Cameron Strout, 10, left, Maxwell Strout, 7, center, and Samuel Hinrichs, 7, right, hold up their vaccination cards outside of the Brewer Walgreens where they got the COVID-19 vaccine on Nov. 7, 2021 <a href:"" link here. Credit: David Marino Jr. / BDN

AUGUSTA, Maine — Maine is vaccinating young children against COVID-19 faster than almost any other state amid high case levels and fears about the omicron variant, which was first detected in the U.S. on Wednesday.

A month after the Pfizer COVID-19 vaccine was approved for children between ages 5 and 11, 29 percent of Maine kids in that group have received at least one dose, according to data from the Maine Center for Disease Control and Prevention. That is nearly double the national rate of 15.1 percent.

It provides some reason for optimism that vaccines will help curb the spread of COVID-19 in Maine, as transmission among children has been a significant driver of cases this fall. But even for kids who have already gotten the vaccine, it will be a few more weeks until protection kicks in, and Maine continues to see significant disparities between counties.

Only two states — Vermont and Massachusetts — have a higher vaccination rate among newly eligible children than Maine. New England states occupy the top four spots in terms of vaccination rates, and five out of the top 10.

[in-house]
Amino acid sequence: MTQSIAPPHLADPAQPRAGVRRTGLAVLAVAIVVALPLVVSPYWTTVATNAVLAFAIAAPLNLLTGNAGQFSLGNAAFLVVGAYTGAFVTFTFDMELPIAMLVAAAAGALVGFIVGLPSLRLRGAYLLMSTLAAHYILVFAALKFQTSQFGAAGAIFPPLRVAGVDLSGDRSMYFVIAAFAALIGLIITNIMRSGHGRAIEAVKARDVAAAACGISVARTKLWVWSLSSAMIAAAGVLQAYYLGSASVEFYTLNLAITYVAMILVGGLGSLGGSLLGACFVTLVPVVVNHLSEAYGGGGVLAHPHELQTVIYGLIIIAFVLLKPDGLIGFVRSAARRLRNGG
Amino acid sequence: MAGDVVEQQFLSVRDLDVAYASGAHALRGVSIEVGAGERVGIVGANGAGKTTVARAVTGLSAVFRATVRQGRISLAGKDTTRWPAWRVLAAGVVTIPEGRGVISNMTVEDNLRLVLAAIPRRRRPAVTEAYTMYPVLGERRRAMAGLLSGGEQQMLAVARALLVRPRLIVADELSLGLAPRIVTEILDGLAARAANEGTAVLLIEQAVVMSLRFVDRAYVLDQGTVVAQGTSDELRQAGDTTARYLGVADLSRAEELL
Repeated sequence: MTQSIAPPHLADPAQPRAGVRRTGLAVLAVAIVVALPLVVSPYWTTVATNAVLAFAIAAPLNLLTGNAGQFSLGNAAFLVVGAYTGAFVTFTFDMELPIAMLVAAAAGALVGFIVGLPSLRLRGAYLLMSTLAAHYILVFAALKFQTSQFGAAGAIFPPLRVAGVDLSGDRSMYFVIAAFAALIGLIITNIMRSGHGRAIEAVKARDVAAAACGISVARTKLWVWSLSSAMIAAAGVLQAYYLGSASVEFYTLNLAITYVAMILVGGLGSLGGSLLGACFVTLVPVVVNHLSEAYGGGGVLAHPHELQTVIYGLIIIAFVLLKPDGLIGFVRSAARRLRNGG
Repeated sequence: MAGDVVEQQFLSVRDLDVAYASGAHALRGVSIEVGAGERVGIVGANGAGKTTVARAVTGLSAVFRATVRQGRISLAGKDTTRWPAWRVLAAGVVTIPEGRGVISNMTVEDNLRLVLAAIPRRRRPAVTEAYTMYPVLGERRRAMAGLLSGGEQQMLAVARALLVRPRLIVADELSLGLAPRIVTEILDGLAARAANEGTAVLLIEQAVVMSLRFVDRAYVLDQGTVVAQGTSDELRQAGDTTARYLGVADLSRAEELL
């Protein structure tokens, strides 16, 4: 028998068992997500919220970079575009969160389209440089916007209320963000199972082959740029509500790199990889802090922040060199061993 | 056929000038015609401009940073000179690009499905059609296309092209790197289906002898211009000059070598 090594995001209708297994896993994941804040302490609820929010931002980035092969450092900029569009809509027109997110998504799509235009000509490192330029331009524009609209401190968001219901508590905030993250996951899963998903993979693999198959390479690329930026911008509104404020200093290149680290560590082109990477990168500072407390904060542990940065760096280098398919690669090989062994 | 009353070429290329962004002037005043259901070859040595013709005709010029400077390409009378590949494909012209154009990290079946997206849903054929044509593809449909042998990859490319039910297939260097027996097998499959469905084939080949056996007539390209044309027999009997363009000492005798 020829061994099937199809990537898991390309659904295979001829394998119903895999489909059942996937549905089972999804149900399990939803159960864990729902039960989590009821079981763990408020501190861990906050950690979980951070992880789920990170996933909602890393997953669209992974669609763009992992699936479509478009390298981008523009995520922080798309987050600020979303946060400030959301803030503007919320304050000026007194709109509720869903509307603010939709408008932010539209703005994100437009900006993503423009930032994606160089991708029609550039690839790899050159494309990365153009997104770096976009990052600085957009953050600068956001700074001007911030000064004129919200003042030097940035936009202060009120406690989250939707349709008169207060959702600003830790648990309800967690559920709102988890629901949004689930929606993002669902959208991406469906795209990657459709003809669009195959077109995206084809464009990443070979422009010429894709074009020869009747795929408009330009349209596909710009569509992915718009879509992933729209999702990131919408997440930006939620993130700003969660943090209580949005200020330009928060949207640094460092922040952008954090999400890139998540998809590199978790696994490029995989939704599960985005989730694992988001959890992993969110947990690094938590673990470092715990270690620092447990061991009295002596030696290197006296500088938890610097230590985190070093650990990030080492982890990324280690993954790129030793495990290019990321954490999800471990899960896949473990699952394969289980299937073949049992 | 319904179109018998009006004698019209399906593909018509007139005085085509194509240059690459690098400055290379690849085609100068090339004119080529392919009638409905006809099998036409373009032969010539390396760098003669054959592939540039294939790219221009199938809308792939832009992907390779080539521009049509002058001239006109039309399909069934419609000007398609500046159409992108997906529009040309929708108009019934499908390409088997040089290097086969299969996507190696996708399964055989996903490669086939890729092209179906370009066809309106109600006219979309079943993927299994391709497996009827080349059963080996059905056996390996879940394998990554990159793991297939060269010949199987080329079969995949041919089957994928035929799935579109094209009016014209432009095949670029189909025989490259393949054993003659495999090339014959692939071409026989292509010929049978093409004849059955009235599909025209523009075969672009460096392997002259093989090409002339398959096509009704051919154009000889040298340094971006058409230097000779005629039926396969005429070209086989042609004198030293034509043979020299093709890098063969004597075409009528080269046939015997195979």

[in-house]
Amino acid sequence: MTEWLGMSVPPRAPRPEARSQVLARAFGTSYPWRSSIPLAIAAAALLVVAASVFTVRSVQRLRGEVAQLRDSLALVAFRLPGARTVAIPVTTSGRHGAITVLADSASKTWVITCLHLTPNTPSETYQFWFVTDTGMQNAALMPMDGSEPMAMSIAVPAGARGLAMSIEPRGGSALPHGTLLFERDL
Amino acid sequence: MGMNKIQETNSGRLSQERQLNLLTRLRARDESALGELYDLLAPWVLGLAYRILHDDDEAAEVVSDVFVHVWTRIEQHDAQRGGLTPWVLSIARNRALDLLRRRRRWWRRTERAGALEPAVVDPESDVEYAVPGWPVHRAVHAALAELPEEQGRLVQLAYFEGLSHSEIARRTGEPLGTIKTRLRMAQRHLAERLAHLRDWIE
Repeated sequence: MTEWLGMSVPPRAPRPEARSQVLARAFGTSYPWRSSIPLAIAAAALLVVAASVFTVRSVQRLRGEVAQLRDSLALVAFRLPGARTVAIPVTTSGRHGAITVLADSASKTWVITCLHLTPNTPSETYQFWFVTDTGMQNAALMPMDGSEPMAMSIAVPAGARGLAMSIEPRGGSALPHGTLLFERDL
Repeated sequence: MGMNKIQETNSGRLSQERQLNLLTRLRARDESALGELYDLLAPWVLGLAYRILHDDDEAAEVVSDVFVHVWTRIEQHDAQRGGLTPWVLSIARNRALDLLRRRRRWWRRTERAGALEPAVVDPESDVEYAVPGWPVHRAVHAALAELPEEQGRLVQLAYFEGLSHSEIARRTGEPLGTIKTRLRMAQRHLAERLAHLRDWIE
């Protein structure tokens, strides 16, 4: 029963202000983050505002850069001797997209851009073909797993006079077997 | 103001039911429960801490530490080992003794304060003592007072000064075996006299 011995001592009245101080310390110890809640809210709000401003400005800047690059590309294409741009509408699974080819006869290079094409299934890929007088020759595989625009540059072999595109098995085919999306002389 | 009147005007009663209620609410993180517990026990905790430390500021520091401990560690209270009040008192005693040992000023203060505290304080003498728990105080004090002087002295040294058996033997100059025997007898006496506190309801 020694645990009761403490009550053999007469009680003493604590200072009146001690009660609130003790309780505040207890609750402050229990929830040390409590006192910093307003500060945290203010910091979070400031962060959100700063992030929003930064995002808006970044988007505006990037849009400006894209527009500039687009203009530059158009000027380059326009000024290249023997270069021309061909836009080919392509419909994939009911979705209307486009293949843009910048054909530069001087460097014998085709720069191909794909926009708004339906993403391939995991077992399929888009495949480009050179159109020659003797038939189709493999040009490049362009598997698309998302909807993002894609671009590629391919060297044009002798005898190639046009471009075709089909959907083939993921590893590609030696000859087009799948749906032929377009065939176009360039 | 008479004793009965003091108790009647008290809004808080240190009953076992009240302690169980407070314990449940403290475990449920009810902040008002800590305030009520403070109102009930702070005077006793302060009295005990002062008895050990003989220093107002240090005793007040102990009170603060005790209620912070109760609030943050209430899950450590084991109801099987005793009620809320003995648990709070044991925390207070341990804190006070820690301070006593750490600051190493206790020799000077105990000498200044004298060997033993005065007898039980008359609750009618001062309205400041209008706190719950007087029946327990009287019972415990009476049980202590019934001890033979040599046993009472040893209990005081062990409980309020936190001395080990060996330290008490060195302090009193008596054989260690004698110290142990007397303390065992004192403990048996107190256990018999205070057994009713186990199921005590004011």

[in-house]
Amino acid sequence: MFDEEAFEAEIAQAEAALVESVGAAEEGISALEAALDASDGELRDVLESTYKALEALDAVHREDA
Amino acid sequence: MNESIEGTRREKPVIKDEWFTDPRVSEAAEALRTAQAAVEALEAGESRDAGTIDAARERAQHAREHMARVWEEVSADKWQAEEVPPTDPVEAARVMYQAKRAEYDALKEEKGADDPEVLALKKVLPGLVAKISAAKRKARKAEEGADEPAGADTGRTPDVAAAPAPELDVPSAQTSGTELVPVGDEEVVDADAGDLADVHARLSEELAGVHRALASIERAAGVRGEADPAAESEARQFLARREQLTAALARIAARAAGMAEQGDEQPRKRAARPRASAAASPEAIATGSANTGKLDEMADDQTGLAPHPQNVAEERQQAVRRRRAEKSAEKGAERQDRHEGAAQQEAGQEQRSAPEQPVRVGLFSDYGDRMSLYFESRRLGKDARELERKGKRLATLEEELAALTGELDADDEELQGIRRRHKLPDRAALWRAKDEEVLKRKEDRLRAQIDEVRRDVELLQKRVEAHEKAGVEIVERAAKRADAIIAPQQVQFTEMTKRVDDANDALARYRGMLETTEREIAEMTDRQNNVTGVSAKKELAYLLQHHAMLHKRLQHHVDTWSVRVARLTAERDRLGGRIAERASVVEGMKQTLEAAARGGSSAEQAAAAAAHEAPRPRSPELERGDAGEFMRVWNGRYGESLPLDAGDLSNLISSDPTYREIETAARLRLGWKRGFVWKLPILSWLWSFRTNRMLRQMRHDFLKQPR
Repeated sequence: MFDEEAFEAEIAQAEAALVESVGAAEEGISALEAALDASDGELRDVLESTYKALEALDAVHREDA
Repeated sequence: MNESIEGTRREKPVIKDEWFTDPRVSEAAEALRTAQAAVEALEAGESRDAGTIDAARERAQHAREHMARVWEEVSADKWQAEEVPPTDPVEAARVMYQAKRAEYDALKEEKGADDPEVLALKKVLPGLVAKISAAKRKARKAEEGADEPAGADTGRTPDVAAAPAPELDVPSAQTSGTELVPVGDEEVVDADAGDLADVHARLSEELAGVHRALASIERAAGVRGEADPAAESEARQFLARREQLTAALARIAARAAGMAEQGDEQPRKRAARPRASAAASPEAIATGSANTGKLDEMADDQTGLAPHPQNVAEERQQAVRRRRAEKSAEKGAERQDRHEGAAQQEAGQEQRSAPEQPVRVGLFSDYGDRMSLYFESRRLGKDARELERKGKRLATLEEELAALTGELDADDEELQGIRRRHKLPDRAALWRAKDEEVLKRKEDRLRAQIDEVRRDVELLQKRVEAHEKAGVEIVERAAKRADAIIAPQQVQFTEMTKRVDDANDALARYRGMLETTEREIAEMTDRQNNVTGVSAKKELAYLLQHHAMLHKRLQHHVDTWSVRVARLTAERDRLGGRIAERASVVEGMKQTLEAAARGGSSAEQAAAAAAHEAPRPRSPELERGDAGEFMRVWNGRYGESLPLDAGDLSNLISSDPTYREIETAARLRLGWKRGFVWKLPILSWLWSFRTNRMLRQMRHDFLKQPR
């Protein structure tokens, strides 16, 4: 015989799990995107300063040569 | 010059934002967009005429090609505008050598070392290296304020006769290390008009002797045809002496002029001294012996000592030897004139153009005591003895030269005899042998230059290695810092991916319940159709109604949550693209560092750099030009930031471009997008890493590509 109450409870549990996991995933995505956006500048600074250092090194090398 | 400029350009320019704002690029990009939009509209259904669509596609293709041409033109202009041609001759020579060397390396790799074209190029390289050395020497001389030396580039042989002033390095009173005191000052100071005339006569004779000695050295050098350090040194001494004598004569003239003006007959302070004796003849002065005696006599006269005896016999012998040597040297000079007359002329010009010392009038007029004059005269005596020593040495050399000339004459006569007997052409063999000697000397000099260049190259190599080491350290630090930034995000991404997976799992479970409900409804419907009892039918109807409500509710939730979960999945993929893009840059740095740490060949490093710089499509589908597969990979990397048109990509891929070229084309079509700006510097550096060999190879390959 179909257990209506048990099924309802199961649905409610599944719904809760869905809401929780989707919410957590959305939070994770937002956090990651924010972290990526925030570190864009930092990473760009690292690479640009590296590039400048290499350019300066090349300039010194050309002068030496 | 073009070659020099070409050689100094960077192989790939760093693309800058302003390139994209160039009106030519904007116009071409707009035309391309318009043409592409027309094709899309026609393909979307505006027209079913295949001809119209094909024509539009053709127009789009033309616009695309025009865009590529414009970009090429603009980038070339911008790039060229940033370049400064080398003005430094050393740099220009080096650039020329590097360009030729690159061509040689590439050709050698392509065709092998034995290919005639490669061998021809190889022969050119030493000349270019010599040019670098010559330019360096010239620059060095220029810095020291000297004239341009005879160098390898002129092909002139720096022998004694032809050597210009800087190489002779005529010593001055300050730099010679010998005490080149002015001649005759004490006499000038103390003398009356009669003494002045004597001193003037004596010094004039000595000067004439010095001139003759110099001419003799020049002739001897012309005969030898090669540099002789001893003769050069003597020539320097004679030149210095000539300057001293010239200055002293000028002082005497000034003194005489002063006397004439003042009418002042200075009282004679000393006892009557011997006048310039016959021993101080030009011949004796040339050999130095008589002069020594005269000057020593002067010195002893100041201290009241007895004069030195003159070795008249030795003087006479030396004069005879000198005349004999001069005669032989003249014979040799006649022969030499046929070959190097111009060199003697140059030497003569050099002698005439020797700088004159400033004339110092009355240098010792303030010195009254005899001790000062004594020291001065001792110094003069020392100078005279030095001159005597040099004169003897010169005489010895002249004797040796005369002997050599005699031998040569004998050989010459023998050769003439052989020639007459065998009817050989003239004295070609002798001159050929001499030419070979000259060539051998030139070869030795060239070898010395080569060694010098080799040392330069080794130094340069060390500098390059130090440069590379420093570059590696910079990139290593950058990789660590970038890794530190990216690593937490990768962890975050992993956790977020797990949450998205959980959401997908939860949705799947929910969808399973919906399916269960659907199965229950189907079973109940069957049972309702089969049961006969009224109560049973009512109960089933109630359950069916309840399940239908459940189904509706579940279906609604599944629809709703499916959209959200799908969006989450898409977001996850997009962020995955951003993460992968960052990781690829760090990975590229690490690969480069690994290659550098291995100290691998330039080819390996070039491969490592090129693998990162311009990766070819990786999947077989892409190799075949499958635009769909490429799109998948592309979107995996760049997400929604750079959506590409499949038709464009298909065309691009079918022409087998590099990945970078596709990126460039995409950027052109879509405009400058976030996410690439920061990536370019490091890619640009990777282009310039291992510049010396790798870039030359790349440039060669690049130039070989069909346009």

Despite Maine’s high overall vaccination rate, some counties remain much lower, however. While nearly half of kids in Cumberland County have already had at least one dose, according to state data, just 8 percent in Piscataquis County have.

Although COVID-19 poses less of a risk for children than it does for older people, young kids can still contract and spread it, and occasionally become very ill. In the first three weeks of November, Maine saw more than 1,300 COVID-19 cases among children between ages 5 and 9, already a record for any single month and nearly 12 percent of overall cases in the state during that time period.

Maine CDC Director Nirav Shah said Wednesday that six children were then hospitalized with the virus, including two in intensive care units. Maine has set several hospitalization records in the past few weeks.

Unvaccinated children have been disportionately affected by the delta variant surge here, which has accounted for nearly all cases over the past few months. Health officials are now concerned about the omicron variant as well, saying it could be more transmissible than delta.

Shah said Wednesday it is “only a matter of time” before the new strain arrives in Maine, but cautioned more data were needed.